An A.P. article up today; “Nation negotiates minefield of bad news.” Talks about the astonishing number of mass murders in the last month – 47. Cops and kids and immigrants. I suppose it’s 52 now, with the kids in Tacoma.

Of course, we can’t talk about guns.

Put aside for a moment the debate over guns. This isn’t about policy.

It talks about the failure of American Exceptionalism. The promise of the mansion and the Hummer and the whatever else.

For so long, the national narrative has been so bullish about equality of opportunity, so persuasive in its romance of possibility for all. Is it so subversive to speculate, then, that when the engine of possibility runs into roadblocks, people can’t cope?

It talks about layoffs, and barely getting by on unemployment; that might be something to think about.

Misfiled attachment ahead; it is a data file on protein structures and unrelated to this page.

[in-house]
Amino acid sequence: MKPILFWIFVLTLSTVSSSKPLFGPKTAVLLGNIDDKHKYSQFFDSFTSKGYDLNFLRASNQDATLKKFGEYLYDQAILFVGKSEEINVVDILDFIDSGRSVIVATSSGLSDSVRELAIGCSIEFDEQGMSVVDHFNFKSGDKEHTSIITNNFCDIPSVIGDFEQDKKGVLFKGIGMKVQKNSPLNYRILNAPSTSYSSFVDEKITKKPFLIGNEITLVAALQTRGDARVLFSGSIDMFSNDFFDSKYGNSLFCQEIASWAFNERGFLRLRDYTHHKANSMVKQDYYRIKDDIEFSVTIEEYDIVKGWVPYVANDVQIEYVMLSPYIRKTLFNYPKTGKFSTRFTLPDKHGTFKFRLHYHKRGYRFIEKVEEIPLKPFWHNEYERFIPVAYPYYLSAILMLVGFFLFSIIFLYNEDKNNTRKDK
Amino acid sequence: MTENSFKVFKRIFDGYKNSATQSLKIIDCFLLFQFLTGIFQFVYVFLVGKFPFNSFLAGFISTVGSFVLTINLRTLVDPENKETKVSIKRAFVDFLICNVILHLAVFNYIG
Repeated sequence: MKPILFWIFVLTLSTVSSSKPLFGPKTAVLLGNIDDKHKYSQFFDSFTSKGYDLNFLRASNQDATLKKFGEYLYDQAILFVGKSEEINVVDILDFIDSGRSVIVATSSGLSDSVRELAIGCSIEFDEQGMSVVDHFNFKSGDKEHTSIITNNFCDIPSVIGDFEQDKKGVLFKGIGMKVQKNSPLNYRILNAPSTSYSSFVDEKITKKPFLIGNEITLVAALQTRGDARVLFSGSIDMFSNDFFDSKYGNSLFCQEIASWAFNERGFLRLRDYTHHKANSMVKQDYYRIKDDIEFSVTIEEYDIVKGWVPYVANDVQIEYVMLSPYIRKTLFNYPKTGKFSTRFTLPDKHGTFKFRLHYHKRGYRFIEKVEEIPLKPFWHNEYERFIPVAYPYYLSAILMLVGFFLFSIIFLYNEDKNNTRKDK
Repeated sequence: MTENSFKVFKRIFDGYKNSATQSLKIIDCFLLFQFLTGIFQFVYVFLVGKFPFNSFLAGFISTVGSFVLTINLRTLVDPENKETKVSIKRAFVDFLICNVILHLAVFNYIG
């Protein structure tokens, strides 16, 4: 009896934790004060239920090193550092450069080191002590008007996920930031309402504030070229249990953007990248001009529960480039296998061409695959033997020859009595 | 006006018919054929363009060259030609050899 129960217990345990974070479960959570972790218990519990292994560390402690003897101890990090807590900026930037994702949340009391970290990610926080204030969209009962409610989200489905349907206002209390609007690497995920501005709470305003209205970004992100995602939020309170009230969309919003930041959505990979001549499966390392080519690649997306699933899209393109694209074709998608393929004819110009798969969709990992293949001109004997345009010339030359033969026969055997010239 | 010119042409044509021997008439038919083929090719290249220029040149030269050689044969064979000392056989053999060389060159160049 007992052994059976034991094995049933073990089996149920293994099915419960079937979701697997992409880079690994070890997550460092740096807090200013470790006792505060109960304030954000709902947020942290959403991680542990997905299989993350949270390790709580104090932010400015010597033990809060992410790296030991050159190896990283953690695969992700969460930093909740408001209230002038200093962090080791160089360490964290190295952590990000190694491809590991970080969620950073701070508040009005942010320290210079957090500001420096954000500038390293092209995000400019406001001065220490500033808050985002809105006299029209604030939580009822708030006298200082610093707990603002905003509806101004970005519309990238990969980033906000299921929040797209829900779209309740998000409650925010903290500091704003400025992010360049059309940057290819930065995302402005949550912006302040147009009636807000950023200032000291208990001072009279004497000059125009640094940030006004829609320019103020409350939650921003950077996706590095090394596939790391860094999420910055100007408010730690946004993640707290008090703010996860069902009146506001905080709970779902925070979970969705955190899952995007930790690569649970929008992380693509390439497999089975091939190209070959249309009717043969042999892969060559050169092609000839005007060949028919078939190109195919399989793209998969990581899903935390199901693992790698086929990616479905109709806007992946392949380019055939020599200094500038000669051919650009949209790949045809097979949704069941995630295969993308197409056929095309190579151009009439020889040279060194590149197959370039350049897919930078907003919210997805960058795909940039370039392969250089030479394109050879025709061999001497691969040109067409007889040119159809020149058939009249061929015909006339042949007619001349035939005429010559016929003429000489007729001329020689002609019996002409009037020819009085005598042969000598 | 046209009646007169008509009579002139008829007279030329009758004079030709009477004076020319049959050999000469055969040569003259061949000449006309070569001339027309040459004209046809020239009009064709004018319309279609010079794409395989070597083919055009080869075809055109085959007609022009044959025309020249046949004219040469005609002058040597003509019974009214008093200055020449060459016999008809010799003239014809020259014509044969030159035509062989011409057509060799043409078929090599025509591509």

…had lost his job at an assembly plant, was barely getting by on unemployment and was frustrated that the American dream, so highly billed and coveted, wasn’t coming through for him. Early reports suggest that the suspect in the Pittsburgh officers’ killings, too, was angered at being laid off from a glass factory.

What would happen if we started talking about guns? Guns, and power, and rugged individualism? I know; guns don’t kill people, but it sure seems like people use guns to kill people.

Maybe we should start faxing these stories to the White House, and both Houses of Congress? Maybe something in them might prompt a little help for factories, or lift unemployment compensation up to where you can survive, or maybe universal health care? Maybe promote the idea that a human has intrinsic value, even if one isn’t the CEO of a too big to fail bank? That we are a nation of people, not of banks and factories and special interests and churches. Or maybe this is a state thing, starting with your more local representatives?

I don’t know.